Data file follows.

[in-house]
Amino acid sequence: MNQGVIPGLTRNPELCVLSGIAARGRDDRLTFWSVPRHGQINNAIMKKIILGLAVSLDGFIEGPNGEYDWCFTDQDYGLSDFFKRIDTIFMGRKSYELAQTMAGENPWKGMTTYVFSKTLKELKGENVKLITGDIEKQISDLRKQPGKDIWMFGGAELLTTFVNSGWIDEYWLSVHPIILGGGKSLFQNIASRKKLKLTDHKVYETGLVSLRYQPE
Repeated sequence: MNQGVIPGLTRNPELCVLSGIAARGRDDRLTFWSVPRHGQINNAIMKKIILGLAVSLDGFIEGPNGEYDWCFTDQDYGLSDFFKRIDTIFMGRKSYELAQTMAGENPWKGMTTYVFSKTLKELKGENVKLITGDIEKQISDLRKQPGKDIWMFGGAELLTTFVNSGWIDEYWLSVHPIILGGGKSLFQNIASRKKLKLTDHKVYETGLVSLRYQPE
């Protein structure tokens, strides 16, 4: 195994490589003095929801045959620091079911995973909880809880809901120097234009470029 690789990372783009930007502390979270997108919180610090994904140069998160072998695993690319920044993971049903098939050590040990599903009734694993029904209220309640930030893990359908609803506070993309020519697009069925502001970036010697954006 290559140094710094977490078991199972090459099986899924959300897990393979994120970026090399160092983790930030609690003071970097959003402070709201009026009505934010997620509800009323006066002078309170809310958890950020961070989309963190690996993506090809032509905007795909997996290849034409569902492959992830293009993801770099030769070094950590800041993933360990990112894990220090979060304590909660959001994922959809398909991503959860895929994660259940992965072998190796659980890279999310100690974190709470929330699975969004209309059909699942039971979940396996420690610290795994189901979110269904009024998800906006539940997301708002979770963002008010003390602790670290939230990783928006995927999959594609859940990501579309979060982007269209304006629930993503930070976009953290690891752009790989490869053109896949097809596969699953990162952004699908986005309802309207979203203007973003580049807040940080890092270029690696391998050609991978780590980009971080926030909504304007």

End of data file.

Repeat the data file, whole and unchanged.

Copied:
[in-house]
Amino acid sequence: MNQGVIPGLTRNPELCVLSGIAARGRDDRLTFWSVPRHGQINNAIMKKIILGLAVSLDGFIEGPNGEYDWCFTDQDYGLSDFFKRIDTIFMGRKSYELAQTMAGENPWKGMTTYVFSKTLKELKGENVKLITGDIEKQISDLRKQPGKDIWMFGGAELLTTFVNSGWIDEYWLSVHPIILGGGKSLFQNIASRKKLKLTDHKVYETGLVSLRYQPE
Repeated sequence: MNQGVIPGLTRNPELCVLSGIAARGRDDRLTFWSVPRHGQINNAIMKKIILGLAVSLDGFIEGPNGEYDWCFTDQDYGLSDFFKRIDTIFMGRKSYELAQTMAGENPWKGMTTYVFSKTLKELKGENVKLITGDIEKQISDLRKQPGKDIWMFGGAELLTTFVNSGWIDEYWLSVHPIILGGGKSLFQNIASRKKLKLTDHKVYETGLVSLRYQPE
């Protein structure tokens, strides 16, 4: 195994490589003095929801045959620091079911995973909880809880809901120097234009470029 690789990372783009930007502390979270997108919180610090994904140069998160072998695993690319920044993971049903098939050590040990599903009734694993029904209220309640930030893990359908609803506070993309020519697009069925502001970036010697954006 290559140094710094977490078991199972090459099986899924959300897990393979994120970026090399160092983790930030609690003071970097959003402070709201009026009505934010997620509800009323006066002078309170809310958890950020961070989309963190690996993506090809032509905007795909997996290849034409569902492959992830293009993801770099030769070094950590800041993933360990990112894990220090979060304590909660959001994922959809398909991503959860895929994660259940992965072998190796659980890279999310100690974190709470929330699975969004209309059909699942039971979940396996420690610290795994189901979110269904009024998800906006539940997301708002979770963002008010003390602790670290939230990783928006995927999959594609859940990501579309979060982007269209304006629930993503930070976009953290690891752009790989490869053109896949097809596969699953990162952004699908986005309802309207979203203007973003580049807040940080890092270029690696391998050609991978780590980009971080926030909504304007």